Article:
Do You Consider Credit Cards an Asset or a Liability?

Today’s morning question is, Do you consider credit cards an asset or a liability?.

I have seen this issue from both perspectives. When I first met my wife, she had about $10,000 in credit card debt and in her case credit cards were a huge liability. Everything she bought actually cost a lot more than the price she paid because of all the interest she ended up paying on it.

On the other hand, I have always paid off my credit cards in full each month and have enjoyed taking advantage of the perks and insurance that they provide over payments in cash. I usually earn a free round trip ticket from Japan to the US each year and there have been a couple of instances where I took advantage of protections that credit cards provide that cash doesn’t (including getting my money back from a retailer after purchasing a fairly expensive camera that didn’t want to work properly and the retailer wasn’t going to do anything about it).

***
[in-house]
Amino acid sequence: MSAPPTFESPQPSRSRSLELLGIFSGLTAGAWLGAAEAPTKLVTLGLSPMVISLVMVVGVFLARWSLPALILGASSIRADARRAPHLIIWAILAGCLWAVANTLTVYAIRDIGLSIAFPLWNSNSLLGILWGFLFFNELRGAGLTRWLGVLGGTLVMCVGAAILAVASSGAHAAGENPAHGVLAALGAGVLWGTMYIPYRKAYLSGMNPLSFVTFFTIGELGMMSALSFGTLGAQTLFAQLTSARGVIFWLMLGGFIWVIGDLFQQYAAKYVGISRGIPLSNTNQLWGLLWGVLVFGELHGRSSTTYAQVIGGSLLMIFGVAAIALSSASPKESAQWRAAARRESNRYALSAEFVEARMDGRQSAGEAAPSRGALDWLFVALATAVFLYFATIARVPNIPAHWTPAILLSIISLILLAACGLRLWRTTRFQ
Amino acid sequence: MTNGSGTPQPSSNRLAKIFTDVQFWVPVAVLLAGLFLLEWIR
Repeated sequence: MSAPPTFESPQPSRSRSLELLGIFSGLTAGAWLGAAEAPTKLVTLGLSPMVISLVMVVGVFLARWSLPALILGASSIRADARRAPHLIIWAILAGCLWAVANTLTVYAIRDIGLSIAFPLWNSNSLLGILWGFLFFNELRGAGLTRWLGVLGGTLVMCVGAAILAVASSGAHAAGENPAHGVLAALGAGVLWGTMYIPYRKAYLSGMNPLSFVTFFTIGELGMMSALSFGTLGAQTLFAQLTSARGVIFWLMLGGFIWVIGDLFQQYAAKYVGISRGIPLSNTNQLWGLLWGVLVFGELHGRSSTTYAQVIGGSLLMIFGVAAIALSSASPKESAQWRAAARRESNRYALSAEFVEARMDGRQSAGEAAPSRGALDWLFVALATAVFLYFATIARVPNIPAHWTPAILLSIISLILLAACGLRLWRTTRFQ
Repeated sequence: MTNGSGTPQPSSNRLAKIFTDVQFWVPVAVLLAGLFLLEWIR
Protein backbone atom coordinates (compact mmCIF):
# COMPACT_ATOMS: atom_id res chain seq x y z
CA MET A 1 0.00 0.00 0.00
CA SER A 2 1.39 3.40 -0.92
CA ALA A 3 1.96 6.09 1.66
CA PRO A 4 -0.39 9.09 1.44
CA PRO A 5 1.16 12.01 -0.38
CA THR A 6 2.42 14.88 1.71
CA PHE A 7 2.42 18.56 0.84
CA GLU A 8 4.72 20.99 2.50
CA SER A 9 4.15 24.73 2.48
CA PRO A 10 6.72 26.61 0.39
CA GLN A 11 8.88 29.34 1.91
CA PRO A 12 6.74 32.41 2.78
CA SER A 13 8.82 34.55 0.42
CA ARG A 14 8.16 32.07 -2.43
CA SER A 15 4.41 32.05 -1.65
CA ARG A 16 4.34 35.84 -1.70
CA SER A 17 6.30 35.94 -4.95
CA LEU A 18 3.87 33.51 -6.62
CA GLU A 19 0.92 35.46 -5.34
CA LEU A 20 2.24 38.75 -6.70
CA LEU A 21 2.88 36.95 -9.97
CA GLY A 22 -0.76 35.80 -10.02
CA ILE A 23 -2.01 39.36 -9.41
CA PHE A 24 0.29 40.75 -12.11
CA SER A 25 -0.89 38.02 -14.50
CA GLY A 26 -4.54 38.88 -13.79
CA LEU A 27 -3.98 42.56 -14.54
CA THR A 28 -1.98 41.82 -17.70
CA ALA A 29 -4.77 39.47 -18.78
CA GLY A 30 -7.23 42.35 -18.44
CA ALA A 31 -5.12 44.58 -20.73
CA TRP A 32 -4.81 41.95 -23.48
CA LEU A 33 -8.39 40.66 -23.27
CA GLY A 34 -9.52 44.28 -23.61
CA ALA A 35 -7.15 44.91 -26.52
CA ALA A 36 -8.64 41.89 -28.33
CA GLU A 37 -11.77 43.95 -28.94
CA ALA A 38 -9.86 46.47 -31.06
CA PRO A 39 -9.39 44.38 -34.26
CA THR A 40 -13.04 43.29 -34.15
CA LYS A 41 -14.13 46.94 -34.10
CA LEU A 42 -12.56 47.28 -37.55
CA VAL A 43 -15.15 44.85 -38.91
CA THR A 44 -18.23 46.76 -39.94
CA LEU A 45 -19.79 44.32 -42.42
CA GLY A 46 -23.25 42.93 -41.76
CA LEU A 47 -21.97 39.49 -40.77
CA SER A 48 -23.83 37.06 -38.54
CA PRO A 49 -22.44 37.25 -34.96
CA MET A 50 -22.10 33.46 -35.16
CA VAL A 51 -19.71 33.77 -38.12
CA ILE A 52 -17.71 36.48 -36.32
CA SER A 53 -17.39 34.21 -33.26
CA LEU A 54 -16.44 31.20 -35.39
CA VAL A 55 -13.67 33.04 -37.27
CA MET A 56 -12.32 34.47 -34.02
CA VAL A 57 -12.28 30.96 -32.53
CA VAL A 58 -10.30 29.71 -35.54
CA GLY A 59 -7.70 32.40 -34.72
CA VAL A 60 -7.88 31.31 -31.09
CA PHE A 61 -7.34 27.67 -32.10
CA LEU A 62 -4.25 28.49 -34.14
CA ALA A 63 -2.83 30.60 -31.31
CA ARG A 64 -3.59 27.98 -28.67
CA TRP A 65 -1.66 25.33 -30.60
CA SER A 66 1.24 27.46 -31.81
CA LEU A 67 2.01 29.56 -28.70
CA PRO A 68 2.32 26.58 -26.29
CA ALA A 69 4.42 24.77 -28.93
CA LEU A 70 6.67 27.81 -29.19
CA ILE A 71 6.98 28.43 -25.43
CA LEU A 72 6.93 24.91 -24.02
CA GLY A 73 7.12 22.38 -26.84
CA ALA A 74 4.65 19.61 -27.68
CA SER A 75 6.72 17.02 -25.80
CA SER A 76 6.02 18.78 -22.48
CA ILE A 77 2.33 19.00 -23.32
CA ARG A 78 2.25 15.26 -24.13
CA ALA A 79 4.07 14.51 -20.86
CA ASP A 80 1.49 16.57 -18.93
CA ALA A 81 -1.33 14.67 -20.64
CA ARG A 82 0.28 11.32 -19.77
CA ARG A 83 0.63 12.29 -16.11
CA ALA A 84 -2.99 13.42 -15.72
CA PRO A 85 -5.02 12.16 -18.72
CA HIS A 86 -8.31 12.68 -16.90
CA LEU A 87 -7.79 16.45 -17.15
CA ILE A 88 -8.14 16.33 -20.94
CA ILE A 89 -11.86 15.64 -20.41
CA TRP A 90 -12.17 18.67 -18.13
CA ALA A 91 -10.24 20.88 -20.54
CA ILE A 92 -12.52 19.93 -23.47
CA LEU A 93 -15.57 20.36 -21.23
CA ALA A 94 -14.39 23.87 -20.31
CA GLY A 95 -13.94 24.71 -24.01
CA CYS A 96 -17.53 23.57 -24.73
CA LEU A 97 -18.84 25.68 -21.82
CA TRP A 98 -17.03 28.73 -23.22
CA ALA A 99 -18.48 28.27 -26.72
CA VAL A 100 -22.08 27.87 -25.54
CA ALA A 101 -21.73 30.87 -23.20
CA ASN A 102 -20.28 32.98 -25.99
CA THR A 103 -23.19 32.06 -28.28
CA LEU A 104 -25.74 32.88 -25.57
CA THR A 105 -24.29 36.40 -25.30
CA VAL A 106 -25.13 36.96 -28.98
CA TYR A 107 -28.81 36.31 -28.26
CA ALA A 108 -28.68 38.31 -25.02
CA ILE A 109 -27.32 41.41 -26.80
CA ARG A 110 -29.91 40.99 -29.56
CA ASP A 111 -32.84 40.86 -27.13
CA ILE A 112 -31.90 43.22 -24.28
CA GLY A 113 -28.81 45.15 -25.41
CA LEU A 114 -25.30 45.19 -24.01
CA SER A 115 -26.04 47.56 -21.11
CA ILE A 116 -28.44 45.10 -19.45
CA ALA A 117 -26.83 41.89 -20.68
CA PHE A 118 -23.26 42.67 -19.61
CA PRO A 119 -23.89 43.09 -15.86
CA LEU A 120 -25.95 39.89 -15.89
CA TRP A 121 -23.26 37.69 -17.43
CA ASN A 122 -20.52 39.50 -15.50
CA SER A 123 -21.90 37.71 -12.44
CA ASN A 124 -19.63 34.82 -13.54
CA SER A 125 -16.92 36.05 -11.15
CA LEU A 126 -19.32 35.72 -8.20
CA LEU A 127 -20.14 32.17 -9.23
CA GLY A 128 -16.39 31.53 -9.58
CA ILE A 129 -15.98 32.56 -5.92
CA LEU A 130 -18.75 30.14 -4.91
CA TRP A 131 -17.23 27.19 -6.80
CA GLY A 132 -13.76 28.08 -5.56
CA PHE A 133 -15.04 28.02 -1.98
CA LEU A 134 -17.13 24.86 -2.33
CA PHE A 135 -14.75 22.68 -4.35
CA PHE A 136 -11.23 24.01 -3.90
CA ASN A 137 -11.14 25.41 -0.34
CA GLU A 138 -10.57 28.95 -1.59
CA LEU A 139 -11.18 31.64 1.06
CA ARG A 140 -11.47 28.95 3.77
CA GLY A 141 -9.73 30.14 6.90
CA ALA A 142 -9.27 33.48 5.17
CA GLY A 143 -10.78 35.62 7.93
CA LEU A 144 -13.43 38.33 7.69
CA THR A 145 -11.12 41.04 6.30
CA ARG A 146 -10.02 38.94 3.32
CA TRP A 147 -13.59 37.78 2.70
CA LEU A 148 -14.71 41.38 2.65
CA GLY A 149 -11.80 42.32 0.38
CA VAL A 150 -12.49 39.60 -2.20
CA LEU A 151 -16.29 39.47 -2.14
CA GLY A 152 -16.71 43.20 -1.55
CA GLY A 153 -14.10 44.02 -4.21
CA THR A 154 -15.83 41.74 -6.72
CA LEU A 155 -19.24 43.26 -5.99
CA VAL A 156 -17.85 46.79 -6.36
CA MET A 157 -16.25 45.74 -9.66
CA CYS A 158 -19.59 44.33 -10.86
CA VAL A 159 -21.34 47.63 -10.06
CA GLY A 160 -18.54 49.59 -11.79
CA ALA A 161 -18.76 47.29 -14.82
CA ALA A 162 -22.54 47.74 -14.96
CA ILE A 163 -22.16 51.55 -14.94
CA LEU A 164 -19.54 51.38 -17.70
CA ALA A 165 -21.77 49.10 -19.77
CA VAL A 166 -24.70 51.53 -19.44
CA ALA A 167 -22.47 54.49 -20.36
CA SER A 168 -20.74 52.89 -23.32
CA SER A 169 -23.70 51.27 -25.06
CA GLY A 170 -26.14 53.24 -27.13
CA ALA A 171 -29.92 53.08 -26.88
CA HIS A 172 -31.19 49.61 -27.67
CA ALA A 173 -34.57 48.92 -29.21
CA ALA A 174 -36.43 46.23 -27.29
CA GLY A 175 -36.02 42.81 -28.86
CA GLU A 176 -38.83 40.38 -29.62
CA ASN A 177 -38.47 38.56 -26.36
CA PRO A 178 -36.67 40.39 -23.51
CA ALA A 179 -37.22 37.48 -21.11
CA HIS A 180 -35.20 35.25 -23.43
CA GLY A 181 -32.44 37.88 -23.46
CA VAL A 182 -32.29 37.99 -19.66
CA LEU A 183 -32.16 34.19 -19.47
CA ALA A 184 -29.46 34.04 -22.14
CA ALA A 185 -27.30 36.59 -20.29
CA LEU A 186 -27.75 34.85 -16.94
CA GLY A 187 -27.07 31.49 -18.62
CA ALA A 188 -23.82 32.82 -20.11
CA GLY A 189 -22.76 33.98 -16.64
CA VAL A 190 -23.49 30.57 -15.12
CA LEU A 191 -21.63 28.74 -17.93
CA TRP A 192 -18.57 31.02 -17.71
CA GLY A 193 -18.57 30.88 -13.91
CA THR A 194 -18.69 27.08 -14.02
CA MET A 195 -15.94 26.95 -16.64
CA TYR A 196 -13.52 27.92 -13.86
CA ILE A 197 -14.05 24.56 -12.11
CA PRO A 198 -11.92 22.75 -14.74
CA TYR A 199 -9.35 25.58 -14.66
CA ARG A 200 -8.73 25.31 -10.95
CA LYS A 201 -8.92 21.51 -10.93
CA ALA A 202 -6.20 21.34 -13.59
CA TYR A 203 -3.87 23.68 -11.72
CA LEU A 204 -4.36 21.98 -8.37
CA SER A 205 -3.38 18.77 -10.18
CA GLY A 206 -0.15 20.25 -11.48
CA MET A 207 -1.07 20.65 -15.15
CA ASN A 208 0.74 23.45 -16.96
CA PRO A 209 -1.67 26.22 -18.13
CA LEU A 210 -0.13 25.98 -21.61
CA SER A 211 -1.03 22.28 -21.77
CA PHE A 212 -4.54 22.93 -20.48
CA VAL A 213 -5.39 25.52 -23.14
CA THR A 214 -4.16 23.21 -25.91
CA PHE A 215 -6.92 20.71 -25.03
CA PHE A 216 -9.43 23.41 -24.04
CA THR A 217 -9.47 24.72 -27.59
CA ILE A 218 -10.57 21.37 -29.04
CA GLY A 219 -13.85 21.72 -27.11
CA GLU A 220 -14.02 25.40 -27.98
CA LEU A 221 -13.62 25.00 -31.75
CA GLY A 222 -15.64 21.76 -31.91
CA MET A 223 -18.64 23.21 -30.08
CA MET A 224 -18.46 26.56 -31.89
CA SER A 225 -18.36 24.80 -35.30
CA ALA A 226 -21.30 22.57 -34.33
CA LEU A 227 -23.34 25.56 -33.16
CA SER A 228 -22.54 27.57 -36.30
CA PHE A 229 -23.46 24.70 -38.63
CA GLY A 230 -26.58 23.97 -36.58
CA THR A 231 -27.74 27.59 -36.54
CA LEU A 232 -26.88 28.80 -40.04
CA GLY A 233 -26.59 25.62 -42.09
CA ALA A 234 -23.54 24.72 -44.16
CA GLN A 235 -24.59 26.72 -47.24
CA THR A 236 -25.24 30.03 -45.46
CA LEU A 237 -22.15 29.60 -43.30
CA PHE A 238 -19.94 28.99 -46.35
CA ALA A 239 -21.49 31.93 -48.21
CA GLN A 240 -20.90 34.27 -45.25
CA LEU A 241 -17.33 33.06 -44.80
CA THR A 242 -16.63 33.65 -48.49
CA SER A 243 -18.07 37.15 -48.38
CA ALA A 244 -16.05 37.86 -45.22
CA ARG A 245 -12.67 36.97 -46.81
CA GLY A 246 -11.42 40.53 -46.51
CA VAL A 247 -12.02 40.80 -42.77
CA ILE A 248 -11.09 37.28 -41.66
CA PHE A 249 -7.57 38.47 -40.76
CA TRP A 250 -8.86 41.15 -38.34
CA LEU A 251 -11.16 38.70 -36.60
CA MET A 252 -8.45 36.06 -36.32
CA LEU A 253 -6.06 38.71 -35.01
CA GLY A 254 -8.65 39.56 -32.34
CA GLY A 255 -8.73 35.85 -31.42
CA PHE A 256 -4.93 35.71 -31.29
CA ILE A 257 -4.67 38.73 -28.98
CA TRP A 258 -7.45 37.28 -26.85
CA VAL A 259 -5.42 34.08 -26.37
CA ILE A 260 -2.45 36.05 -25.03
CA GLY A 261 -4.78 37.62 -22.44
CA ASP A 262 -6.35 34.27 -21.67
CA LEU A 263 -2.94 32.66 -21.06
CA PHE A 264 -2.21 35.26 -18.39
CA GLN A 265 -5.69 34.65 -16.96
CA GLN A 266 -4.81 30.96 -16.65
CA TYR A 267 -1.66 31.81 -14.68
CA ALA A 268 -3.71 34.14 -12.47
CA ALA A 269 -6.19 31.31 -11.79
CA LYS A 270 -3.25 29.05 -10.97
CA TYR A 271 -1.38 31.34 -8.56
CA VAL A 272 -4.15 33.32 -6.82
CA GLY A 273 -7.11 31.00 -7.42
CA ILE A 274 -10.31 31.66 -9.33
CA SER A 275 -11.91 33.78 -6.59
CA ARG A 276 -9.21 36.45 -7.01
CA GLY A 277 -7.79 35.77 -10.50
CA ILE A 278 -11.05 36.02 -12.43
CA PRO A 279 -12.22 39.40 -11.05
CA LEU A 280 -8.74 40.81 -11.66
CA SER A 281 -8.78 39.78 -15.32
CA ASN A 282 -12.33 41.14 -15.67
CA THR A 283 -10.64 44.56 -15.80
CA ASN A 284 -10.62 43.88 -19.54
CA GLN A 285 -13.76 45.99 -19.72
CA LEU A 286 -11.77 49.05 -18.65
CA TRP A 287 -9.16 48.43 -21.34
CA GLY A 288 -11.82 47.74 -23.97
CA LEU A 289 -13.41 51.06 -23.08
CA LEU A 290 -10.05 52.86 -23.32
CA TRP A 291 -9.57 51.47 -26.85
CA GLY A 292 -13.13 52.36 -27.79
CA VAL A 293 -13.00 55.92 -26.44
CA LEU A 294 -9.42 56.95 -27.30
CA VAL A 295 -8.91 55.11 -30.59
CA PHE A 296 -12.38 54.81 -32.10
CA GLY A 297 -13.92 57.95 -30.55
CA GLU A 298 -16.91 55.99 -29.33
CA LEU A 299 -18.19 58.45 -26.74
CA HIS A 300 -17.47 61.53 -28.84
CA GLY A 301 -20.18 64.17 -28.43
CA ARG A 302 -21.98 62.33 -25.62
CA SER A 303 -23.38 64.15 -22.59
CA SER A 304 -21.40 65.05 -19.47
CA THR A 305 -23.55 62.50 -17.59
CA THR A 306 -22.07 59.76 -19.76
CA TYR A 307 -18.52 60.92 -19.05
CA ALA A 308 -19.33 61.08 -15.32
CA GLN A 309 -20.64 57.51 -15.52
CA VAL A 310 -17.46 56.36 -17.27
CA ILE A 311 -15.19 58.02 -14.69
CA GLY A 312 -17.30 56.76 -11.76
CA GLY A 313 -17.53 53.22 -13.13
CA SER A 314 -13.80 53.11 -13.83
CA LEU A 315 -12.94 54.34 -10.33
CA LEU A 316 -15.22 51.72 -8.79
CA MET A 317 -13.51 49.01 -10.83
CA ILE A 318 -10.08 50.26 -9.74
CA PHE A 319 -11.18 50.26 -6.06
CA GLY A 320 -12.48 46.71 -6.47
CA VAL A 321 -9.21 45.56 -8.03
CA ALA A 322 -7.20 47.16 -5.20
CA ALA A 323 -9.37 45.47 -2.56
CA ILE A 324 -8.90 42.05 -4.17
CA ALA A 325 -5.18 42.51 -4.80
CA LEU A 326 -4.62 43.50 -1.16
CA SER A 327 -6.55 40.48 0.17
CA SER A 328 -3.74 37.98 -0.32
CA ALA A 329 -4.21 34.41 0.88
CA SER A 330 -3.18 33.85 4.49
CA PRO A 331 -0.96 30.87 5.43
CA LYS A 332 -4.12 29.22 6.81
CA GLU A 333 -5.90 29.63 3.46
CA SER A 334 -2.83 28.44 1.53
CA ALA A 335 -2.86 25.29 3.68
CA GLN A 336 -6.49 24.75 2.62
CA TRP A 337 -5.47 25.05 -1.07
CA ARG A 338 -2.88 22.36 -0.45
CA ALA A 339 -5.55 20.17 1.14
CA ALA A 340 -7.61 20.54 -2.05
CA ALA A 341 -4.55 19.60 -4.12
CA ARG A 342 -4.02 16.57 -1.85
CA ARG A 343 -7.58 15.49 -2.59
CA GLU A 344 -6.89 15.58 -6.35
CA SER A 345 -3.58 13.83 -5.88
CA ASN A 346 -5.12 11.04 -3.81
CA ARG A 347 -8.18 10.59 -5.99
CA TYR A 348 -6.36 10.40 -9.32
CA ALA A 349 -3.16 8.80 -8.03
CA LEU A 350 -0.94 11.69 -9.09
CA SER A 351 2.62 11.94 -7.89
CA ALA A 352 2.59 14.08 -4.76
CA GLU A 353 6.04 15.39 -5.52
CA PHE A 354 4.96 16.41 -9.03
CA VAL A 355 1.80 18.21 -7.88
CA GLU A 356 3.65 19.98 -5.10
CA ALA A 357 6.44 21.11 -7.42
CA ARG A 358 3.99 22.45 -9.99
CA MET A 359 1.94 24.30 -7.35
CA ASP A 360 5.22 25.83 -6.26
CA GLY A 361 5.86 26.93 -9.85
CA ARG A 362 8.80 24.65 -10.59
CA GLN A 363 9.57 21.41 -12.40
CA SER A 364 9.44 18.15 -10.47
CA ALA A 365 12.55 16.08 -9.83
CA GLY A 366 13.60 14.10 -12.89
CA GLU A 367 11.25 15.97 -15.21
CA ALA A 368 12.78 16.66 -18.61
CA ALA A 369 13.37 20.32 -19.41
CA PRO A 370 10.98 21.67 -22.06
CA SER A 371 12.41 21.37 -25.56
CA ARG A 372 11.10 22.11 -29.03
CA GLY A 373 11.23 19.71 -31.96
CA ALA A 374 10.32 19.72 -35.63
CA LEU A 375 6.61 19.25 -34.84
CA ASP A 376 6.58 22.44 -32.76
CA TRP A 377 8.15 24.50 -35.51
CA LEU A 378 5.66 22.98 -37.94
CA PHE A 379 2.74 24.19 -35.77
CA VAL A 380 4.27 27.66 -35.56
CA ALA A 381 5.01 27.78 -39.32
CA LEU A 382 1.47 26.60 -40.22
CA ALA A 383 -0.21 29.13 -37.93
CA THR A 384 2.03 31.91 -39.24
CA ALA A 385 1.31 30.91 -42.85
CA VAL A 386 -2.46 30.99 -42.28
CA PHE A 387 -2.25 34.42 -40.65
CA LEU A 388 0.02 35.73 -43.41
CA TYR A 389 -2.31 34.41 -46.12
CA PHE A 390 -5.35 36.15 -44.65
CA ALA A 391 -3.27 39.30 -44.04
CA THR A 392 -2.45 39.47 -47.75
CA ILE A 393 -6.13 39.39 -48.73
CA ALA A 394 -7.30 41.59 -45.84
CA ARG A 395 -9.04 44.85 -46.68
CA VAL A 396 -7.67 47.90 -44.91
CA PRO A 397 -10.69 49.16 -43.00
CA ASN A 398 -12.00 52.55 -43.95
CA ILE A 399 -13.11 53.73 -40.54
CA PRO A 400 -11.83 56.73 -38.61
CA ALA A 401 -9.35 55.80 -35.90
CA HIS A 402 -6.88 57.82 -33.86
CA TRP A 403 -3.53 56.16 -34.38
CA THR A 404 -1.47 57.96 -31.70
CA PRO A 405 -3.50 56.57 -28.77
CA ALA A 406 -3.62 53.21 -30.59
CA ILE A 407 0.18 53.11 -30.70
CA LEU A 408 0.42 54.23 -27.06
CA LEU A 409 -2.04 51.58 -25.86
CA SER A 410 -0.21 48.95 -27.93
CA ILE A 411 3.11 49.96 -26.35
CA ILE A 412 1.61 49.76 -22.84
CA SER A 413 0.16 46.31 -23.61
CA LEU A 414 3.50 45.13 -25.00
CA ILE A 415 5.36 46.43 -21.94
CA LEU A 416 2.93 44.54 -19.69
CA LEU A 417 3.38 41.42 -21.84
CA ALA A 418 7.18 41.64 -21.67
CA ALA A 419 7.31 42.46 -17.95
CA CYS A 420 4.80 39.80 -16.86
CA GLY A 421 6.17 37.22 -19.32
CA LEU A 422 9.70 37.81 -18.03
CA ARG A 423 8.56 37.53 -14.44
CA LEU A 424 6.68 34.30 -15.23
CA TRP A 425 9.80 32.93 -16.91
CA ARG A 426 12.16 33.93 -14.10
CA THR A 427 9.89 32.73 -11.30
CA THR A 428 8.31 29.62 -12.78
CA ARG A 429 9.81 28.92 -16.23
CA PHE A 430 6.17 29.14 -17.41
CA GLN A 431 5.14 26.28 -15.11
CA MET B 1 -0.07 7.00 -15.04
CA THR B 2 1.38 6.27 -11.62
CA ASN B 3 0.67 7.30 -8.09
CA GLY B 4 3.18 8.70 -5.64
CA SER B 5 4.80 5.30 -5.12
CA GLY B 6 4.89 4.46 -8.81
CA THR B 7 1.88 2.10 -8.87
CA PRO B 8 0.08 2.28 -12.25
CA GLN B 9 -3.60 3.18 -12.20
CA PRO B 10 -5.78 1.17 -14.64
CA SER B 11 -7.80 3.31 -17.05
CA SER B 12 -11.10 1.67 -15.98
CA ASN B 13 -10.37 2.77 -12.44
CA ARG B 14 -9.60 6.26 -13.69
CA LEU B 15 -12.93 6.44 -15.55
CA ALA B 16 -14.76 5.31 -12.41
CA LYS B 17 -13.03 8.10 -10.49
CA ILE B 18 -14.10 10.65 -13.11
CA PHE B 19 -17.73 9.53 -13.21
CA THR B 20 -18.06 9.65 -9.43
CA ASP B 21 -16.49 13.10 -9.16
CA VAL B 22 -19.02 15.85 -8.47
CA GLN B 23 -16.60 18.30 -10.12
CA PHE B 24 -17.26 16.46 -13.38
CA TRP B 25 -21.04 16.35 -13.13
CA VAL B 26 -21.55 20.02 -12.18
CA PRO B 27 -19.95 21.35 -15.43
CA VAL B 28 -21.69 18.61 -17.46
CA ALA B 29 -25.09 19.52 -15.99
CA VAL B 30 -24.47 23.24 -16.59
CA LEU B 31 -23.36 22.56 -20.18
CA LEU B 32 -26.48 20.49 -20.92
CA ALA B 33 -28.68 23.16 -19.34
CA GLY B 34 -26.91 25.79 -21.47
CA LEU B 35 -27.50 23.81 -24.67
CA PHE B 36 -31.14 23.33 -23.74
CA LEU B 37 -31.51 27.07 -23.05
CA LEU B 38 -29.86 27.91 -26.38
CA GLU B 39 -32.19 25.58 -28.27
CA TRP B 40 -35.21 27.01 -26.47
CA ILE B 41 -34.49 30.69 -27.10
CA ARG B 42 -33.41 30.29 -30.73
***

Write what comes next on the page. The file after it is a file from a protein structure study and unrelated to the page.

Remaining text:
I consider credit cards as an asset (and my wife does now too) because they do provide us with a number of advantages that we wouldn’t have without them with no additional cost to us — the key point being that we always pay them off in full each month.